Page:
Nov 05 2009

Kids on the Economy

Published by at 5:13 am under Education

Small Town Hall | Marketplace From American Public Media.

I love this! Marketplace Public Radio convened a “Small Townhall” with eight middle school aged kids to ask them questions about the economy. The idea is that the economic decisions made by today’s business leaders, policymakers, academics and grown-ups in general will have huge effects on today’s youth when they grow up, so why not ask them what they think of the big economic issues today? In my own classes, I often refer to the US national debt as a “teenager tax” since it will ultimately be paid back through higher taxes by income earners in the future. Well, these kids are those future income earners.

The questions the kids are asked:

  1. Should kids be allowed to have credit cards?
  2. Do you know what the recession is?
  3. What is the deficit?
  4. Has the recession changed your dreams?
  5. What do you think about debt?
  6. Do you have any investment advice?
  7. What do you think about saving money?

My favorite is the kid’s explanation of the current recession. If one of my 18 year old year two IB Economics students could explain the recession as well as this 12 year old, I’d be one proud teacher!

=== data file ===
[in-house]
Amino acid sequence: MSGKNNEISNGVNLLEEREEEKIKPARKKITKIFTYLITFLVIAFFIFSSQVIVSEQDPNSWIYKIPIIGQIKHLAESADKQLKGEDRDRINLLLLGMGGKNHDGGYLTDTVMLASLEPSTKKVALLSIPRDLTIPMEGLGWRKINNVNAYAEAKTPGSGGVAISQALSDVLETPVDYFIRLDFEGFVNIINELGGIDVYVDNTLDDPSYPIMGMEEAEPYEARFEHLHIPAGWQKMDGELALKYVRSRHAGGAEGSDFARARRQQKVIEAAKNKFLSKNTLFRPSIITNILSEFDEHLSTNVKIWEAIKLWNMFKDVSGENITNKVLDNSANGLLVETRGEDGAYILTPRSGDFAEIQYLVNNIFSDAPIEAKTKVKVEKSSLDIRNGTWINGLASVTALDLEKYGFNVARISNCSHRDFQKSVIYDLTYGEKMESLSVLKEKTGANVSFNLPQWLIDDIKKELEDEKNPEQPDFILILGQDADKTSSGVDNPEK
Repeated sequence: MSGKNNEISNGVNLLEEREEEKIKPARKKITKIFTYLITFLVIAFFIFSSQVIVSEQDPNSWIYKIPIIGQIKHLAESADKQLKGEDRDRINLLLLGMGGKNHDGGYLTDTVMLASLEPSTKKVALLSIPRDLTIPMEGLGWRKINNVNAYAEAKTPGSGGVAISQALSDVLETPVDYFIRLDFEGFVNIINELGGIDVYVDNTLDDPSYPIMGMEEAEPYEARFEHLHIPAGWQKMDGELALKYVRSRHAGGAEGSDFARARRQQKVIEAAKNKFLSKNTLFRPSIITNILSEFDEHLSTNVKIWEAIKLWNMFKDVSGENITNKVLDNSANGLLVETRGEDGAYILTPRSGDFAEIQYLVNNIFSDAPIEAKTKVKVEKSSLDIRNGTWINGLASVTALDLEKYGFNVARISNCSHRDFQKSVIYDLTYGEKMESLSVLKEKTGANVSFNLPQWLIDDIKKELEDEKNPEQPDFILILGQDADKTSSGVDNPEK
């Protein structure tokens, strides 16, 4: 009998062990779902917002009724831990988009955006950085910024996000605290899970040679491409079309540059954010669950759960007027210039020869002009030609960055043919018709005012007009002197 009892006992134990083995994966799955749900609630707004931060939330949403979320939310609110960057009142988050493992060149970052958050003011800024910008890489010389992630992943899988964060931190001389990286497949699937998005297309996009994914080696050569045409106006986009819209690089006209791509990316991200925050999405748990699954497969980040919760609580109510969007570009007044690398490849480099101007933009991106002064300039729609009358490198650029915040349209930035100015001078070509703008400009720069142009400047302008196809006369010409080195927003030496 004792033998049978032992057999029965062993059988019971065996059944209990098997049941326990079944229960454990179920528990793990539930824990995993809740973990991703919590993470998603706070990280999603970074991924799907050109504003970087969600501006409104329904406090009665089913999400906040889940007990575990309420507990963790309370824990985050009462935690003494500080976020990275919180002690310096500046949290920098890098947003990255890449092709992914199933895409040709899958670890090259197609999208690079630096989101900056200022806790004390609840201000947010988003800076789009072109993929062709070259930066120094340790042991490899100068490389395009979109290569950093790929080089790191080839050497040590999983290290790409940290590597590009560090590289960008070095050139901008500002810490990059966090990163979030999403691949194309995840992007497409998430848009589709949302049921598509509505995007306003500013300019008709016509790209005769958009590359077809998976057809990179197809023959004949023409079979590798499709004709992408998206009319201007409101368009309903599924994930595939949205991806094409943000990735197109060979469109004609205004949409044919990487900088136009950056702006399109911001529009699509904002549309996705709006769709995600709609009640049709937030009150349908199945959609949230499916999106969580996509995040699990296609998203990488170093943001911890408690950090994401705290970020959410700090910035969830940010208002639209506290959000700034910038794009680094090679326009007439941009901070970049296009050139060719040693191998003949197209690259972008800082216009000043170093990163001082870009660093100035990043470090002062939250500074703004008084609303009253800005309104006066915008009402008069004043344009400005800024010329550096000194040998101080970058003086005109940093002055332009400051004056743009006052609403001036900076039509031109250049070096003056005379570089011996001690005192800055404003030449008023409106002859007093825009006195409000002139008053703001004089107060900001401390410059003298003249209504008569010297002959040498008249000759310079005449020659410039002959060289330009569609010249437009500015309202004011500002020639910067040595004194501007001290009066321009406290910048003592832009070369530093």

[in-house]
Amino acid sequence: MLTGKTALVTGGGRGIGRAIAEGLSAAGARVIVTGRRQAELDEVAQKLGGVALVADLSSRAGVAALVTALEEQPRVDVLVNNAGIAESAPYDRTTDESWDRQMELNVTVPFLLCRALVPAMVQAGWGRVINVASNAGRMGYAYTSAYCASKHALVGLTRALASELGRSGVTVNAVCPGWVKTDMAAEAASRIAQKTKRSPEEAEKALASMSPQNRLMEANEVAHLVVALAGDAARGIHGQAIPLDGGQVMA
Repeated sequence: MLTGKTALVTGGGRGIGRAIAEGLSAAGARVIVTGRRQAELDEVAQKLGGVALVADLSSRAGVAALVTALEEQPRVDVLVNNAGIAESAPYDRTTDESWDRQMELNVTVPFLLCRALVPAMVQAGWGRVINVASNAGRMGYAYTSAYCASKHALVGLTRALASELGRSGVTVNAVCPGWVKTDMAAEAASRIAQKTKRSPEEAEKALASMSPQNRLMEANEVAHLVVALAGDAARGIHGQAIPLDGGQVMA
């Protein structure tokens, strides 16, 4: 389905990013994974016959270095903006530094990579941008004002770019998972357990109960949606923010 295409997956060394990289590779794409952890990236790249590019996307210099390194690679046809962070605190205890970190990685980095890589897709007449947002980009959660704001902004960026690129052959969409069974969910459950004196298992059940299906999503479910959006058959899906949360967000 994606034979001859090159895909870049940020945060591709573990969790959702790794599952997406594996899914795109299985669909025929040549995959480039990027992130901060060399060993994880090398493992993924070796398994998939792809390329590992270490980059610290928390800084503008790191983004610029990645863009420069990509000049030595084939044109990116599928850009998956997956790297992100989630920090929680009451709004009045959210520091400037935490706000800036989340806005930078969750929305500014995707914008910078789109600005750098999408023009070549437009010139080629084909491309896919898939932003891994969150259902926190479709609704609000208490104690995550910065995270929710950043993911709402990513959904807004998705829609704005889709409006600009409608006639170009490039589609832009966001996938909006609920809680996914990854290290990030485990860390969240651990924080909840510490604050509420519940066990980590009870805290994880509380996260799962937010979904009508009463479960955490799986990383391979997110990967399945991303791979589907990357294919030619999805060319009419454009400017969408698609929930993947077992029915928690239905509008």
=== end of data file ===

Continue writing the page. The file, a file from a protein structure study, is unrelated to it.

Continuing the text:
About the author:  Jason Welker teaches International Baccalaureate and Advanced Placement Economics at Zurich International School in Switzerland. In addition to publishing various online resources for economics students and teachers, Jason developed the online version of the Economics course for the IB and is has authored two Economics textbooks: Pearson Baccalaureate’s Economics for the IB Diploma and REA’s AP Macroeconomics Crash Course. Jason is a native of the Pacific Northwest of the United States, and is a passionate adventurer, who considers himself a skier / mountain biker who teaches Economics in his free time. He and his wife keep a ski chalet in the mountains of Northern Idaho, which now that they live in the Swiss Alps gets far too little use. Read more posts by this author

Comments Off on Kids on the Economy

Comments are closed at this time.